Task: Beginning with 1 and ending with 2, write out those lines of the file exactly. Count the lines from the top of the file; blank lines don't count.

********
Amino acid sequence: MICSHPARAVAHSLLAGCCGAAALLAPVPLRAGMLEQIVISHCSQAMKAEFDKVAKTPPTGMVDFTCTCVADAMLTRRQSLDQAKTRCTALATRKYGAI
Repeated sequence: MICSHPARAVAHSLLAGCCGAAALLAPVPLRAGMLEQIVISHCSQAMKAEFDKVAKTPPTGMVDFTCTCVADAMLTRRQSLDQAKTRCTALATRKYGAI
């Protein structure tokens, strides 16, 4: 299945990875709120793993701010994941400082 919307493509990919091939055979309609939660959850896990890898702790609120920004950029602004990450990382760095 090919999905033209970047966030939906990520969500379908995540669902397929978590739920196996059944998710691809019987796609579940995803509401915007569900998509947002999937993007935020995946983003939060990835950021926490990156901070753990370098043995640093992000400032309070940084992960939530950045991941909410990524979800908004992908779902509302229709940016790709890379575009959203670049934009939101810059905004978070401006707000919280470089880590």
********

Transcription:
Amino acid sequence: MICSHPARAVAHSLLAGCCGAAALLAPVPLRAGMLEQIVISHCSQAMKAEFDKVAKTPPTGMVDFTCTCVADAMLTRRQSLDQAKTRCTALATRKYGAI
Repeated sequence: MICSHPARAVAHSLLAGCCGAAALLAPVPLRAGMLEQIVISHCSQAMKAEFDKVAKTPPTGMVDFTCTCVADAMLTRRQSLDQAKTRCTALATRKYGAI